Brisbane Airport’s new $1 billion runway finally opened on Saturday with a warbird flypast and the departure of a Virgin Australia 737-8FE to Cairns.
Chief Executive Gert-Jan de Graaff said, “This is more than just a formality and a slab of very expensive asphalt. When I look at that 3.3 kilometre stretch of runway, I see hope.”
In an unprecedented move for an Australian capital city airport, the airspace was closed to allow an aerobatics display by ‘Fighter Pilot Adventure Flights’, a Brisbane-based private aircraft collection to mark the occasion.
The aircraft, which flew at up to 500km per hour, included an L39 Albatros, Mark 16 Spitfire (Mk XVI), P51D Mustang and a CAC Wirraway.
The day also included the departure of the first commercial flight as VH-YIV departed to Cairns to celebrate the capital’s connection to the regions.
Virgin Australia flight VA781 was piloted by Captain John Ridd and First Officer Troy Parker.
Ridd is one of the initial group of pilots to start with Virgin Blue in 2000, and has flown the B737 exclusively, while first officer Parker flies B737, B777 and Embraer 170/190.
The moves followed the official ribbon cutting, attended by VIPs, 150 airport staff and 10 local planespotters who won a place in a draw.
Mitch Palm, the great-nephew of pioneering aviator Bert Hinkler, also joined the celebrations.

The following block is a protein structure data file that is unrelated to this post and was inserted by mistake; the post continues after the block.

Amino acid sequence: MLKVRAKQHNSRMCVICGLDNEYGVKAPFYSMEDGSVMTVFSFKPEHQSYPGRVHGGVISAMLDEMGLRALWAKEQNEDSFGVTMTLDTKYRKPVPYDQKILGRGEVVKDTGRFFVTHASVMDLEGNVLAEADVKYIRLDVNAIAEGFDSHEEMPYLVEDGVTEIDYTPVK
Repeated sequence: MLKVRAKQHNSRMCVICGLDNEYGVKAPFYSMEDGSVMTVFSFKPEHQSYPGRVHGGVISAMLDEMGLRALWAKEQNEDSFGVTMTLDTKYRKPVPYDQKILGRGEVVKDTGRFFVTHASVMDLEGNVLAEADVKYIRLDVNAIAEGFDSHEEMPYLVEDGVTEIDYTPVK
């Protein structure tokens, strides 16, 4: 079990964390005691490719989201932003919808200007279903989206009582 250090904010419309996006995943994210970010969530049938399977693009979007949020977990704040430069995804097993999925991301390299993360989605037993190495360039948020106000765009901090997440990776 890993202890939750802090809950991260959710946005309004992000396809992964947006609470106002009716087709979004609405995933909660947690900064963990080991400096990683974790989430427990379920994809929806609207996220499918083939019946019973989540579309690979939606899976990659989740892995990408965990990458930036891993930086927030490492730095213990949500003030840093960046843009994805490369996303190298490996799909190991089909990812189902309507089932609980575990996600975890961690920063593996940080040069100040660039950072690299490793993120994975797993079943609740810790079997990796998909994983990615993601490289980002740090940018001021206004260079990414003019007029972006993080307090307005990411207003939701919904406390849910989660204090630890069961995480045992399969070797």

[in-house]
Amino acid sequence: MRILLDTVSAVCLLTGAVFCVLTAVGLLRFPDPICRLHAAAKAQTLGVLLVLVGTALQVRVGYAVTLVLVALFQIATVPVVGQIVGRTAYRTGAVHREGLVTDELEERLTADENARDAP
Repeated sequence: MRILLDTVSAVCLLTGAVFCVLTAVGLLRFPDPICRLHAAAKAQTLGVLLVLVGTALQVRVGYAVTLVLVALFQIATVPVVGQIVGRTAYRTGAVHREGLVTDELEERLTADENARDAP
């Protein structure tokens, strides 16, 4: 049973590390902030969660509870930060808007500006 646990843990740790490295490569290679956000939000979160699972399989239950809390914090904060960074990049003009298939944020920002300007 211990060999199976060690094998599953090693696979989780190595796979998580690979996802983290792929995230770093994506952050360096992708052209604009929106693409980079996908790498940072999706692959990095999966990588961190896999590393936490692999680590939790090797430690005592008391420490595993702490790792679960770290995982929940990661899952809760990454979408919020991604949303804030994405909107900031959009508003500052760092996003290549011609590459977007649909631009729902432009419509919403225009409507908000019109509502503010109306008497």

Finally, a copy of Saturday’s The Sunday Mail was added to a special time capsule to mark the day, which also included items donated by schools, politicians, and the public.
The capsule will be stored at the Kingsford-Smith Memorial until it is opened in 2070.
“While current world challenges mean less demand right now, the timing of this opening is fortuitous,” said de Graaff.
“Had we been any later, the project may have been delayed significantly creating more burden on the economy and dampening our spirits further. Instead Brisbane is an ideal position to take advantage of all opportunities on the road to recovery from COVID.
“And best of all, we are providing hope and inspiration. This runway is a beacon of hope for a very bright future. Our immediate future. The future of generations to come.”
Construction workers quietly finished building the $1 billion runway at the end of April.
The project to build it cost more than a $1 billion, took eight years of construction and demanded 3.3 million man-hours from 3,700 Australians.
It’s hoped it will slowly double the hub’s passenger numbers from 23.4 million to more than 50 million by 2040, increasing daily flights to 110 aircraft movements an hour.
At its peak, 650 people were on-site in mid-2019 and 324 subcontractors were hired, with around 90 per cent based in south-east Queensland. In total, the state reclaimed 11 million cubic metres of sand from Moreton Bay as part of the works.